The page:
Recently I had to begin once again the melancholy task of looking for a used car, or more accurately a vehicle that has seen happier times.
I went out to test-drive old “beaters” with bent fenders, aged junkers with jinxed transmission – cars that, on an aesthetic scale of one to ten, merit minus two. Why is it that most used cars that have seen better days are green? And the particular shade of green that makes one think of the color of weeds on a compost pile?
But there is also a positive side to shopping for a used auto. When else do you get to use terms like “torque,” “compression,” and “overhaul,” even if you’re not sure what they mean? When else can you just walk up and kick the tires of a stranger’s car without getting reported for vandalism?
These things can make used car shopping fun, even for those of us who are not mechanically minded. For some reason it seems that people who are the least mechanically inclined drive the bombs that require the most fixing.
A friend of mine in Des Moines, for example, drove a car that shook like a vibrating chair when it hit 55. It also made a horrible constant noise. So she told her father, imitating the sound for him.
“What should I do when my car sounds like this?” she asked.
“Turn the radio up louder, ” he replied.
So you see, the radio is an essential piece of equipment in any used car, and especially in a “mature” model. I’ve always taken care to see I’ve got a sound system that works.
Anyway, as I was going out to shop for another used car, I started reflecting on some of the scrap-iron piles I’ve driven.
Somewhere in everyone’s past there seems to be a large old Chevy coupe built like a tank. I drove such a car in South Dakota as a student. There it passed for a decent family car, and in South Dakota it seemed to work just fine, as if in its natural element. But it seemed every time I crossed the state line on my way home to Iowa, something would go wrong.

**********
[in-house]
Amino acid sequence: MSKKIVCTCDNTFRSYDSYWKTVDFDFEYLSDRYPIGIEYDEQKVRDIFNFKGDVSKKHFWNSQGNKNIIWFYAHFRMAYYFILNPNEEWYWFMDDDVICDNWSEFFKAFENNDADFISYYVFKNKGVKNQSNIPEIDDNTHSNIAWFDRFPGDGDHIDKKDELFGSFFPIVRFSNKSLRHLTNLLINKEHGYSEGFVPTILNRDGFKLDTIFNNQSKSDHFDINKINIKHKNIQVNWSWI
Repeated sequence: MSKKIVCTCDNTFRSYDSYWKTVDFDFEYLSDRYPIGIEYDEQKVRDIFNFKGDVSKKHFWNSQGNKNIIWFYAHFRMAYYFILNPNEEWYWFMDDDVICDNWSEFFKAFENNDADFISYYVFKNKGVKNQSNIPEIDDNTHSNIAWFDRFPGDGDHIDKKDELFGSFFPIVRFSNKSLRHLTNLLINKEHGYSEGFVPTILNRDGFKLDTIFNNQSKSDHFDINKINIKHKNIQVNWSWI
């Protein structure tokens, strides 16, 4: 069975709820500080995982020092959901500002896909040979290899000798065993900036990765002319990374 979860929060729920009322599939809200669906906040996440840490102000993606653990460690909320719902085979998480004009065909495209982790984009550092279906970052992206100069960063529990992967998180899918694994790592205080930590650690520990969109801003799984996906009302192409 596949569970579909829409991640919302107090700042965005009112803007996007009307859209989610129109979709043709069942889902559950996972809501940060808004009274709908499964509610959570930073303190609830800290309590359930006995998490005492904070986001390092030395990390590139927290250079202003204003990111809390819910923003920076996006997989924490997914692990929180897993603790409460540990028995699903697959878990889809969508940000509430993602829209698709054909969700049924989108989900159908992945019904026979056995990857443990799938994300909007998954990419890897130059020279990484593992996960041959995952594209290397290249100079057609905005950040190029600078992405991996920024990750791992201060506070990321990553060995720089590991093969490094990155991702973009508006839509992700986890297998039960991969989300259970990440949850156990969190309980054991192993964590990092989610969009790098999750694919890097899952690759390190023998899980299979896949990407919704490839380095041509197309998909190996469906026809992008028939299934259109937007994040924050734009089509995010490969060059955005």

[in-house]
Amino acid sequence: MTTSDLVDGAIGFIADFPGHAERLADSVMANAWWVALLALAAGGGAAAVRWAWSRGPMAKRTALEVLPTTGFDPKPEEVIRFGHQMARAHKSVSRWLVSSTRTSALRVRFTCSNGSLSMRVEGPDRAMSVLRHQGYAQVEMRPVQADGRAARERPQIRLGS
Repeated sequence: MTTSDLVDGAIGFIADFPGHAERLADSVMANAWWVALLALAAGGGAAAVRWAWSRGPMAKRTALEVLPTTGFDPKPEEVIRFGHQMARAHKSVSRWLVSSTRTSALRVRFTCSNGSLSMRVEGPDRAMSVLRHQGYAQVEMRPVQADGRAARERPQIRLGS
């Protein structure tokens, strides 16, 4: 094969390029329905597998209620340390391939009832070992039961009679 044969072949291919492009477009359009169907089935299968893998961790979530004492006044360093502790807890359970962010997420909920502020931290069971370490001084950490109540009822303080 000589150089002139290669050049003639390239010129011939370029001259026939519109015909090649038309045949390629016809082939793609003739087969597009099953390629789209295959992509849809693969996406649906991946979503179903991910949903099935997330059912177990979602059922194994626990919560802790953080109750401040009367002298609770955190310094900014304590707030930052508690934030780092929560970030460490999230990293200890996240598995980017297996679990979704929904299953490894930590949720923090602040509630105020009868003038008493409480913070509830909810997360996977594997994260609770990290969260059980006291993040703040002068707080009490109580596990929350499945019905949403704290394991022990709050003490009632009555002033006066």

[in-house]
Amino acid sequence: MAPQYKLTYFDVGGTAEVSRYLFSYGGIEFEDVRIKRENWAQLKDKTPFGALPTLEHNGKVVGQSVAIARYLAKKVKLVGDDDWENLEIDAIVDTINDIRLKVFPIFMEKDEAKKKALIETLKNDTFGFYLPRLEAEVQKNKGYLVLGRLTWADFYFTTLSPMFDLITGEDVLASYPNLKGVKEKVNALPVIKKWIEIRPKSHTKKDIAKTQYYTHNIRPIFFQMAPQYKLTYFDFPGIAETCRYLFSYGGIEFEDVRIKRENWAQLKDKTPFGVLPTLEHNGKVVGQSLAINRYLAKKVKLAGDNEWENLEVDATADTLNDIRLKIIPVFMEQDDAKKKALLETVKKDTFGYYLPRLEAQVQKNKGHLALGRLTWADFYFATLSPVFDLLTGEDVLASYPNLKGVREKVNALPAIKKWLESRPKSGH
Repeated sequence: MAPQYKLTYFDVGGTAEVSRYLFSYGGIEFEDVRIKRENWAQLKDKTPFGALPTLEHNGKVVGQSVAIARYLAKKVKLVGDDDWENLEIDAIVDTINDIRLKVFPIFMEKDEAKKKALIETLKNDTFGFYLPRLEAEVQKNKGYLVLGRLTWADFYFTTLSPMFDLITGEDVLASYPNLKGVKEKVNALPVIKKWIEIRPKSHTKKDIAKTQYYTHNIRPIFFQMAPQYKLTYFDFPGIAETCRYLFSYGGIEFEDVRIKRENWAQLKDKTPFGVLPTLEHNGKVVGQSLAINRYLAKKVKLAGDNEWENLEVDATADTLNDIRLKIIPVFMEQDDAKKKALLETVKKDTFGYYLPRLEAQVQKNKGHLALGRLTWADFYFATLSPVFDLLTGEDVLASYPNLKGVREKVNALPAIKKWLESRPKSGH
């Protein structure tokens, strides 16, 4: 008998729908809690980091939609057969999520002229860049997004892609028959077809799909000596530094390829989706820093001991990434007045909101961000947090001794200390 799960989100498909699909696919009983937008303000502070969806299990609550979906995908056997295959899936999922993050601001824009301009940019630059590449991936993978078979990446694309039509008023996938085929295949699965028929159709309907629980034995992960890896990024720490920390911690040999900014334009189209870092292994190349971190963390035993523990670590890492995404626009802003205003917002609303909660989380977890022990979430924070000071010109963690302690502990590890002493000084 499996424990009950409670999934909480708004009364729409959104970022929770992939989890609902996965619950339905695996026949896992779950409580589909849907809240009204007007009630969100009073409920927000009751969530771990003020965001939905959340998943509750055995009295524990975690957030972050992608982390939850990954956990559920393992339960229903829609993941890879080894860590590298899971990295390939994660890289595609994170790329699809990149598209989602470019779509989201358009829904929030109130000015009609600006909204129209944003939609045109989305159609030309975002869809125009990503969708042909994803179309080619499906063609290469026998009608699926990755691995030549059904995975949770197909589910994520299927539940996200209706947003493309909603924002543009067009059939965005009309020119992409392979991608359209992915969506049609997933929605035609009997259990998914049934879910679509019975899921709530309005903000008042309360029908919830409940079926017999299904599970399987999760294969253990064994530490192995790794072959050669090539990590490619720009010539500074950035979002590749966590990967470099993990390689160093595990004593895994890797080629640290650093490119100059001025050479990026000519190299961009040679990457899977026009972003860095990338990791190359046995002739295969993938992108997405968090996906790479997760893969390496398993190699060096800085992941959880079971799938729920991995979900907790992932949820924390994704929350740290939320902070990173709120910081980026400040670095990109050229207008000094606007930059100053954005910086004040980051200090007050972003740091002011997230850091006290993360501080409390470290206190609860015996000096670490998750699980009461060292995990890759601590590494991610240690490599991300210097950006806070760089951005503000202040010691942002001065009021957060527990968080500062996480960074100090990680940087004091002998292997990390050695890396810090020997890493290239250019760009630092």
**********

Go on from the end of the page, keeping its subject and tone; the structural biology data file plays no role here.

One time on such a journey I began to hear a strange rhythm. I tried turning up the radio, but I still heard the sound. So I pulled into a service station. The mechanic remarked that something called “the timing mechanism” was off completely, and commented that it was a wonder that I had made it this far.
He refused to touch it, as if it had a disease. Looking at the car, he said, “You’ve got enough problems as it is.”
And so that car bought the farm. One of many used cars that have met a similar end. But this time around I intend to take care of my junker.
In order to improve my car maintenance skills I read the local paper’s “Spring Car Care” section – every word. While it had a good collection of articles, it seemed to be prejudiced towards used cars that are less than 15 years old, as if it were more important to marshal all one’s energies into preserving them before they turn into beaters.
I, on the other hand, would like to offer some advice for those of us who drive vehicles older than most of our aunts and uncles.
Car Care Tips for Junkers.
Ã?Â·Oil checks – Add oil frequently. Check the oil every time you look at the car.
Ã?Â·Air conditioning – You wish. Roll down the window.
Ã?Â·Car alarms and security devises – As if. Leave your keys in the car and pray someone takes it. If you had a car alarm the thieves would steal it and leave the heap you are driving.
Ã?Â·Tighten your alternator belt regularly to keep it from whining. After cars get past a certain age, they start to feel as if they ought to be retired. They begin to whine and moan and make all kinds of unidentifiable noises to remind you how old they are, and to make you feel guilty you will have them on the road.
Ã?Â·Always carry a spare radiator in your trunk.
Follow these car care tips to the letter, and I absolutely guarantee your used car won’t have any problems for the next 5,000 miles, or until the next intersection, whichever comes first